2. Yoga helps you sleep: With the constant pressure to manage responsibilities and to be “on” at all times, most of us have trouble sleeping. Many illnesses and health problems are associated with insomnia including cancer, chronic pain conditions such as arthritis and fibromyalgia, and depression. Several studies have been conducted on the impact of yoga on sleep, including at Harvard Medical School. Yoga has been shown to improve sleep, impacting the onset, duration, and quality of sleep. Simple techniques like savasana and yoga nidra are highly beneficial for sleep.
3. Yoga makes you look younger: A recent study published in JAMA Dermatology showed that practising face yoga postures for 20 weeks made women look three years younger. The good news is that yoga also makes you younger at a deeper level than your skin. Yoga has been shown to reduce inflammation and improve circulation. These reduce the ageing process in the body.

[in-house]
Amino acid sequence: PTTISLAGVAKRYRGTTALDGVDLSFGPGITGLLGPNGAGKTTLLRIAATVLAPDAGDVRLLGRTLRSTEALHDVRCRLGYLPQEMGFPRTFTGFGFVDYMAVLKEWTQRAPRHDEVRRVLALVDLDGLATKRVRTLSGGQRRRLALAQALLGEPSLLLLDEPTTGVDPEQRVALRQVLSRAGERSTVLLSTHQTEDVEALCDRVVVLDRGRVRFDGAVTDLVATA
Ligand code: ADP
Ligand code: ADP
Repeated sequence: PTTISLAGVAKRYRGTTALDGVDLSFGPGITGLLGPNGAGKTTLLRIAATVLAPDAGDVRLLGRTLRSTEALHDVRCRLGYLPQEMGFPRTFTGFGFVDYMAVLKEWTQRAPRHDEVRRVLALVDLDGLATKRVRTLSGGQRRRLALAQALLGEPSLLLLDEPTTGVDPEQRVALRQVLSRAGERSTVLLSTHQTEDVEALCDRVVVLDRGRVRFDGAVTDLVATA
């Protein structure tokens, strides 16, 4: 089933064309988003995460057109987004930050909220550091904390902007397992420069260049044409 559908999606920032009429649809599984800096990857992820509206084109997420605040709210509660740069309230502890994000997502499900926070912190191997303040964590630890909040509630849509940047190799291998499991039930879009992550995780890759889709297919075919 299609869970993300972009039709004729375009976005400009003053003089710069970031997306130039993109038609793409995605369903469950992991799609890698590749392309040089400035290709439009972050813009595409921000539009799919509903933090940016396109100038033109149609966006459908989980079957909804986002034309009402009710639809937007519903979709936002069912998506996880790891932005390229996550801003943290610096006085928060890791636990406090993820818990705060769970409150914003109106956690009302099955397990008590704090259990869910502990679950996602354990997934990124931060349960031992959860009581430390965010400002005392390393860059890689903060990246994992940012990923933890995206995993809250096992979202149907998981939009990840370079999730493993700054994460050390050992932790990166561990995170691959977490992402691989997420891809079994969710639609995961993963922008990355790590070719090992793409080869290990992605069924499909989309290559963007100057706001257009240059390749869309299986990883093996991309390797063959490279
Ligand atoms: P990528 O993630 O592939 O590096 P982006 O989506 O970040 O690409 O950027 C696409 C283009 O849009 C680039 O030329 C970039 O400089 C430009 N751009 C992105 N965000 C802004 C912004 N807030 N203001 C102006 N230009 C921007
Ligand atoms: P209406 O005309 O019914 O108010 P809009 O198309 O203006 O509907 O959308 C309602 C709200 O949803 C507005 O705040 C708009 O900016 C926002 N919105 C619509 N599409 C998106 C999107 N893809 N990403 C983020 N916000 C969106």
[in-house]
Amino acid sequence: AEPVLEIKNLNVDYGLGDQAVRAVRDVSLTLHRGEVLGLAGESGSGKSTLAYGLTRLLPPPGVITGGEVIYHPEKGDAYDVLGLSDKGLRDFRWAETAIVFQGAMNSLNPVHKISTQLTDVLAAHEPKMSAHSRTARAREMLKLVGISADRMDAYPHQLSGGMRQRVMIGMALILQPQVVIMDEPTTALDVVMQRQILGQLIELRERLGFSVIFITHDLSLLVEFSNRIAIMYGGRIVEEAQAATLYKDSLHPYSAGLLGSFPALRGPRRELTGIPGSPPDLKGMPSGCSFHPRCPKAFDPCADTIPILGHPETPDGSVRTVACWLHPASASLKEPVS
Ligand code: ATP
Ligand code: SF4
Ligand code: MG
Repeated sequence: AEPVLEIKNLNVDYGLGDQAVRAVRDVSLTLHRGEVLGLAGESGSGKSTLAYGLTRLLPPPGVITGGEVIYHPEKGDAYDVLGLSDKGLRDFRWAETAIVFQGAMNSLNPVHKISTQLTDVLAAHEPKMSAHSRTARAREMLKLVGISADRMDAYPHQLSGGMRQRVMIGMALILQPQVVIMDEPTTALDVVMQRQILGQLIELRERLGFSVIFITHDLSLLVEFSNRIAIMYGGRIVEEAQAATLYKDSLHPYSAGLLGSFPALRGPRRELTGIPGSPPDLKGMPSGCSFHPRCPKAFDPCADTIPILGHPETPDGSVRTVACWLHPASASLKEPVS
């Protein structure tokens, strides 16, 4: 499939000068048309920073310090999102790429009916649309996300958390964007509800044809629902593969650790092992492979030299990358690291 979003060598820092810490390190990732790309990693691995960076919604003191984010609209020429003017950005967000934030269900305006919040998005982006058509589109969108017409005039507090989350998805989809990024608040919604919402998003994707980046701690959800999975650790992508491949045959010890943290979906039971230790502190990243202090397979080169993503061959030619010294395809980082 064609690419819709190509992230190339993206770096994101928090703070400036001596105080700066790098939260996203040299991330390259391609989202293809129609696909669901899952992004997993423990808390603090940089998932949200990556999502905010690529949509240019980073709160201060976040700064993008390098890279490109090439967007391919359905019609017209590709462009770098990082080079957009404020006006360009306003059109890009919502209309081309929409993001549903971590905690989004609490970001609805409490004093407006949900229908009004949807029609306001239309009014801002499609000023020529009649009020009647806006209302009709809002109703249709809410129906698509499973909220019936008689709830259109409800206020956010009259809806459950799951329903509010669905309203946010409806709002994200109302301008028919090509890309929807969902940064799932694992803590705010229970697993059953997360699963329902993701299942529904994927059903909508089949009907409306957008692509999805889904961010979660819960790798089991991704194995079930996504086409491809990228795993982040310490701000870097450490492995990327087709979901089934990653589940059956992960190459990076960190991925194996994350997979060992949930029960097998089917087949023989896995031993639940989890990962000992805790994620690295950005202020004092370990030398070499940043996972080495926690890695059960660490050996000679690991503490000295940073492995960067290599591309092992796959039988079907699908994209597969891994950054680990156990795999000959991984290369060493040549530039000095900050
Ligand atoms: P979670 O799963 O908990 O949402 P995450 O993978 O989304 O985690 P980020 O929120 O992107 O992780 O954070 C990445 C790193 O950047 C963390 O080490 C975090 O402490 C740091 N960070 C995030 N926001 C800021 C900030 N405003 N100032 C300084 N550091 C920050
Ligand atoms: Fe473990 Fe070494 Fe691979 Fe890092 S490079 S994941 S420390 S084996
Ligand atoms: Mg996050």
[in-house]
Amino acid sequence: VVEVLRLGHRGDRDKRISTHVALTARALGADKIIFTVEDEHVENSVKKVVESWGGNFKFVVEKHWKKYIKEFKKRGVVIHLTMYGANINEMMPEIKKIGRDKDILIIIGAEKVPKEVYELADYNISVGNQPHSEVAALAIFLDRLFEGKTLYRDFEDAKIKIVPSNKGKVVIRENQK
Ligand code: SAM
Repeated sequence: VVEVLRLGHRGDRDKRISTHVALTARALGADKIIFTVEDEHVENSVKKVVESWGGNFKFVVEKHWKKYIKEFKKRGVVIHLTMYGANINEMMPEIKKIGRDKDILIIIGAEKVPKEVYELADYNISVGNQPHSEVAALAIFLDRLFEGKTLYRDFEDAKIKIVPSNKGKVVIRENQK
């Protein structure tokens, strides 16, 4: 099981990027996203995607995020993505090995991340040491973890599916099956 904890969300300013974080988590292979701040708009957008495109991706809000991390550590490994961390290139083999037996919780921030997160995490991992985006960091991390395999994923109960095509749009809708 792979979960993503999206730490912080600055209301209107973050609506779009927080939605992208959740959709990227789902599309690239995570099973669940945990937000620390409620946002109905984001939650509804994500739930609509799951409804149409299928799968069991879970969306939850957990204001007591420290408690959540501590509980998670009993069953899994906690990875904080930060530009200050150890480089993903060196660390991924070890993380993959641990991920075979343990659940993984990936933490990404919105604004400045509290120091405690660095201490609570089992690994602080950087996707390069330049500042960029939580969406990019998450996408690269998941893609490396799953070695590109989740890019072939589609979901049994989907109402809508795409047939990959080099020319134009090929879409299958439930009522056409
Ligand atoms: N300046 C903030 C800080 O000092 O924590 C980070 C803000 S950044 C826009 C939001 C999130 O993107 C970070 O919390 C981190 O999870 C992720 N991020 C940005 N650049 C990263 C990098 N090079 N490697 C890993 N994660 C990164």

4. Yoga makes you happy: Yoga makes you happy, not just because you feel you did something good for yourself and feel calm and peaceful, but it also impacts the neurochemical pathways of happiness. Researchers at the Boston University Medical School found higher levels of the amino acid GABA in people after practising just one hour of yoga, and with regular practice as well. People who suffer from depression and anxiety have very low levels of these amino acids in their bodies. Yoga is also shown to release oxytocin — which is an essential hormone for social bonding and happiness. When oxytocin levels are high, one feels a greater sense of connection with others and us. A study in India showed yoga also increases levels of serotonin, the hormone responsible for feeling happy and regulating our mood. Yoga impacts our brain in wonderfully positive ways and makes us healthy and happy.